With the participation and support of UAE-armed forces, the joint Yemeni resistance forces have successfully gained control of large parts of Hodeida Airport.
The defenses of Houthi militias are falling apart reported WAM, amid the escape of a large number of militias, and the killing of dozens under a barrage of fire of the resistance in support of the UAE Armed Forces operating as part of the Saudi-led Arab Coalition Forces.
Dozens of Houthi gunmen were also captured according to WAM, who were holed up behind the walls of Hodeidah airport and inside the buildings.
Troops backed by a Saudi-led coalition stormed the airport compound in Yemen's main port city Hodeida on Tuesday early morning after fierce battles.
"They have stormed the airport," a Yemeni military source told Reuters.
"This is the first time we hear the clashes so clearly. We can hear the sound of artillery and machinegun fire," a resident, who requested anonymity, told Reuters.
Warplanes bombarded the airport earlier in the morning, the resident added.
The capture of the airport from the Houthis would be an important gain for the coalition led by Saudi Arabia and the United Arab Emirates, who have promised a quick assault on the city to avoid disrupting aid deliveries through the port.
The Western-backed alliance launched the onslaught on Hodeida seven days ago to try and turn the tables in a long-stalemated proxy war between Saudi Arabia and Iran that has compounded instability across the Middle East.
The Joint Resistance Forces succeeded in taking full control of the village of Al Manzar, west of Hodeida airport - where the Houthi militias were holed up - in precise and decisive strikes that confused their ranks and exhausted their military capabilities.
The engineering teams affiliated with the Arab Coalition and the Joint Resistance began clearing Hodeida airport and its surrounding from mines and improvised explosive devices planted by the Houthis indiscriminately in attempts to delay the advance of troops inside the airport.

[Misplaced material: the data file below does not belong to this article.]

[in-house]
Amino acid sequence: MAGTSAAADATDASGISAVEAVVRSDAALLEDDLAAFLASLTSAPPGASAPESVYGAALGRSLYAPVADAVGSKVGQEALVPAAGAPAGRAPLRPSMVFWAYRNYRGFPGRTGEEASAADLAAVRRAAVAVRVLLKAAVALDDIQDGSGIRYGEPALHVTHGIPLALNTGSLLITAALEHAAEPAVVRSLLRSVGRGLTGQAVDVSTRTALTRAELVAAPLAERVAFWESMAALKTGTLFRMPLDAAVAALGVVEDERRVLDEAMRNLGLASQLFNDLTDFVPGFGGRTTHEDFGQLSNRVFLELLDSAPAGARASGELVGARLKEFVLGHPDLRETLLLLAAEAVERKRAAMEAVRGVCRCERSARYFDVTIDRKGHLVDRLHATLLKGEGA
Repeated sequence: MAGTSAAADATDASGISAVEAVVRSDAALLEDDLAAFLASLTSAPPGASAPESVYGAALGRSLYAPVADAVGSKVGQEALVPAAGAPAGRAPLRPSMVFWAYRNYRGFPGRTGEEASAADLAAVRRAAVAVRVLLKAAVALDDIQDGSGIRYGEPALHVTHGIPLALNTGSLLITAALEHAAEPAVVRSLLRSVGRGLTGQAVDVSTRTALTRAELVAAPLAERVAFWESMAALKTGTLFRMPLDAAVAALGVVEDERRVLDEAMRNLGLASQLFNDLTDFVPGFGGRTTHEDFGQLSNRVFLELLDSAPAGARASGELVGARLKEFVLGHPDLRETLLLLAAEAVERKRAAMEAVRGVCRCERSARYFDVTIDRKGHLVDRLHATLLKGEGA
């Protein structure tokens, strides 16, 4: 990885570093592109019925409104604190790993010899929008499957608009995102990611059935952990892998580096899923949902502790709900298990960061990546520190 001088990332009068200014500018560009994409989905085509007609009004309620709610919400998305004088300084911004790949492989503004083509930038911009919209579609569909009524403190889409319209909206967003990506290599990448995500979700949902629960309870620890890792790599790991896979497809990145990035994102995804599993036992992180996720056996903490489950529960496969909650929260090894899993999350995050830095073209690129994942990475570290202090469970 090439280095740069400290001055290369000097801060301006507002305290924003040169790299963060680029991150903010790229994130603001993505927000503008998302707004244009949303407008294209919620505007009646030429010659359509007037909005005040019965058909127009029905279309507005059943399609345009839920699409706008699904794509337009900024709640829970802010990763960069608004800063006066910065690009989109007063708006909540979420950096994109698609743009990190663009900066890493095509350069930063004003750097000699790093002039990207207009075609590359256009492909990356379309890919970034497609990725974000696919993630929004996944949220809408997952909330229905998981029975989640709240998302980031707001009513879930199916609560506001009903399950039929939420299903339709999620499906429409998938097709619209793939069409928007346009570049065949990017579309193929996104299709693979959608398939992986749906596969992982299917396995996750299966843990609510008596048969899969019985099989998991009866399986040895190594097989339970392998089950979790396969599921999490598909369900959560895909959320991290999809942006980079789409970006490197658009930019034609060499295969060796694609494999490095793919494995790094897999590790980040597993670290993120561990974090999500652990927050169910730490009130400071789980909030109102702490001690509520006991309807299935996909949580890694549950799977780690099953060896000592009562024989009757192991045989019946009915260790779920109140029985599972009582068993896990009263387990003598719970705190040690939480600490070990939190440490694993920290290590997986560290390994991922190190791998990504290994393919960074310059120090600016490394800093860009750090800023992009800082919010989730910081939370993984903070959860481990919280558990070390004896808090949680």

Minister of State for Foreign Affairs Anwar Gargash said on Monday said that the coalition was taking a measured approach to minimise risks to civilians, and allowing the Houthis an escape route inland to their bastion in the capital Sanaa.
The Arab states say their aim is to seize the airport and port and to avoid street fights in the city centre.
Gargash said the coalition was counting on Martin Griffiths, the UN special envoy for Yemen who arrived in Sanaa on Saturday, to secure a Houthi agreement to leave Hodeidah.
A member of the Houthi politburo, Mohammad Al Bukhaiti, denied the talks centred on handing over the port city "because this request is unrealistic".
"During all his visits, the envoy has discussed a comprehensive political solution that addresses ... all the fronts and not just Hodeidah only," he told Reuters by telephone.
The coalition intervened in Yemen's war in 2015 to try and unseat the Houthis, restore the internationally recognised Yemeni government in exile and thwart what Riyadh and Abu Dhabi see as Iran's expansionary ambitions in the region.
Losing Hodeidah would deal a serious blow to the Houthis by cutting off their main supply line. It could also give an edge to the Western-backed military alliance which, despite superior weaponry and firepower, has failed to defeat the group in a war that has killed 10,000 people.
- With Inputs from Rueters